Study programme

Tinbergen Institute MPhil in Economics

Programme outline

The MPhil in Economics is a two-year programme that yields 120 ECTS. The first year is devoted almost entirely to core courses and the development of skills. The core courses are designed to give students an in-depth introduction to economics. Students' progress is monitored during the first year in order to determine whether they can proceed to the second year. In the second year, students specialise in one field, with courses focusing on specific topics in that field, while also outlining and writing their thesis. The curriculum consists of:

  • core courses (54 ECTS),
  • specialised courses (36 ECTS),
  • thesis (30 ECTS).

Core Courses

The core courses are: Microeconomics, Macroeconomics, Finance, Mathematics and Statistics, and Econometrics. TI offers tracks in economics, econometrics and finance. All courses are given by research fellows and teaching associates of the Tinbergen Institute and consist of general lectures and separate training sessions focusing on problem solving. The training sessions prepare students for the examination and afford them opportunities to apply their skills in practice and thereby master the rudiments of economics. Discussion and cooperation between students is stimulated. Each course period (7 weeks) culminates in a written examination.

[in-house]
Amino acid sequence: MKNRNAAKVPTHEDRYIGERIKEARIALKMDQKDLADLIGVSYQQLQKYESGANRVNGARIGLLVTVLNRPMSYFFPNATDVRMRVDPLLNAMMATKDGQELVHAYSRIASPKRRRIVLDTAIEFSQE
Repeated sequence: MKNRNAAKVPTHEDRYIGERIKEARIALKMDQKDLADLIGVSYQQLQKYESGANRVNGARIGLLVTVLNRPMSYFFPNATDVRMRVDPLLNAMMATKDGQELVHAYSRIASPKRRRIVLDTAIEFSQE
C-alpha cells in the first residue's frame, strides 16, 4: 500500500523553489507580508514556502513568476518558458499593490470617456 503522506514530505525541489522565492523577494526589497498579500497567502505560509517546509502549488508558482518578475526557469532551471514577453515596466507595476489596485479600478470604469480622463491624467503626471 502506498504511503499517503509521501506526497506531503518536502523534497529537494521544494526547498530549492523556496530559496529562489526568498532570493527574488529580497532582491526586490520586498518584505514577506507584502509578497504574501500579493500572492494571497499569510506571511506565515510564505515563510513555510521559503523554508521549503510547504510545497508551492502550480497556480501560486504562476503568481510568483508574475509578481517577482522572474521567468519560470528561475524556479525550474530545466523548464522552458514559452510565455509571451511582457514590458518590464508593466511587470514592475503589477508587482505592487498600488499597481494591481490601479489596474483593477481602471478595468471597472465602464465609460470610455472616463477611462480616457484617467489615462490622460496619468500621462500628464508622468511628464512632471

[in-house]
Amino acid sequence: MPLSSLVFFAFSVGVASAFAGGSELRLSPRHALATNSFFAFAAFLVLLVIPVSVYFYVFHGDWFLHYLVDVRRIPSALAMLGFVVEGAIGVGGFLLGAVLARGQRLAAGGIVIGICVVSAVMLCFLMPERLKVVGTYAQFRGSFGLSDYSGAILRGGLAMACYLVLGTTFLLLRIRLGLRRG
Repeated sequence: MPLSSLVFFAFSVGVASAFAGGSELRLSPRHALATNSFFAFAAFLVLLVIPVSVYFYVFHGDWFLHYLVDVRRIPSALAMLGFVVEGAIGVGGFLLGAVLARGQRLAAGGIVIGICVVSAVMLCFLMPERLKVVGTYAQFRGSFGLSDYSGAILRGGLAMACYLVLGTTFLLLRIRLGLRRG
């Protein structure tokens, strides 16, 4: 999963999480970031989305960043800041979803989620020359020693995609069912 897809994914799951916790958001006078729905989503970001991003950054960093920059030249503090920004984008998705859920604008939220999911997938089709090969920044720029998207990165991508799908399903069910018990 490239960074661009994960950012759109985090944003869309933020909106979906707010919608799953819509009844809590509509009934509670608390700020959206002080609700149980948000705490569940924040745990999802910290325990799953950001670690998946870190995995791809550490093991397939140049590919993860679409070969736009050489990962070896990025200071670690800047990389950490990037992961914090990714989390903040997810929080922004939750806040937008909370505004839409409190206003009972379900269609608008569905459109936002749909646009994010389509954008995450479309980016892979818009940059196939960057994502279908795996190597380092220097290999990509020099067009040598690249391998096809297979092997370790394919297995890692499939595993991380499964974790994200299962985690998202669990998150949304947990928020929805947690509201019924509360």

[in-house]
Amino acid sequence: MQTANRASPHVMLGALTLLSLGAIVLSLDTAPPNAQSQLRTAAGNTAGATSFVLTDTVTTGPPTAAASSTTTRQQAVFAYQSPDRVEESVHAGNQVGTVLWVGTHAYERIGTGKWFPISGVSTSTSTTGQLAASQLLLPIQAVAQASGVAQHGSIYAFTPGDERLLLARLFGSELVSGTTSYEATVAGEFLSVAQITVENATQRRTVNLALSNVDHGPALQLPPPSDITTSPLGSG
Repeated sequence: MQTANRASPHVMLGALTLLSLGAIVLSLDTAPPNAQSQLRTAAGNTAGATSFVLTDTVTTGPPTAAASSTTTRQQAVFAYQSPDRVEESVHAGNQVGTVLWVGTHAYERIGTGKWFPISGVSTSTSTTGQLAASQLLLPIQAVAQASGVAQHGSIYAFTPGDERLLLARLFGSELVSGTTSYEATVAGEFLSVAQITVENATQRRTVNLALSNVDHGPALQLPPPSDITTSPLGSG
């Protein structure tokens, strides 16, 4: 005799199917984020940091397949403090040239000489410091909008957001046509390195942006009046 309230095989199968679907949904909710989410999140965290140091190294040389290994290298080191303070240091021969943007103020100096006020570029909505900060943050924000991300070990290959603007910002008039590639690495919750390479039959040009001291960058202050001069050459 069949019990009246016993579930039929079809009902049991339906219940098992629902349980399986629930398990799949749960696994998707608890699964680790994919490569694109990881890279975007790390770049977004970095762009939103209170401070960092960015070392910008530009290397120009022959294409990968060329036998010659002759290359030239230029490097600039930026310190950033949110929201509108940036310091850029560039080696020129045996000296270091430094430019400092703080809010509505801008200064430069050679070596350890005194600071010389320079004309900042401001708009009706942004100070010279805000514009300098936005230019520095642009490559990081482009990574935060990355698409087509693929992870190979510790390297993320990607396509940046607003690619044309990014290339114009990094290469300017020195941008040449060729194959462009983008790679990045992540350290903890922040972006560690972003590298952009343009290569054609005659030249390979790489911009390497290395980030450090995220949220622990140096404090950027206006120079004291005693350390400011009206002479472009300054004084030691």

Thesis

At the start of the second year, each student selects a research fellow as thesis supervisor based on specialisation and preference. The thesis must conform to the highest academic standards and after further polishing be worthy of publication in an international peer-reviewed journal. The MPhil thesis usually forms the basis for a chapter of the subsequent PhD thesis.Following completion of the Master's programme, most graduates continue in a PhD programme at one of the three faculties. Due to financial constraints and for distributional reasons, TI cannot guarantee a PhD position for all students.

For more information, please visit the site of the Tinbergen Institute. 

Published by  Economics and Business

16 August 2017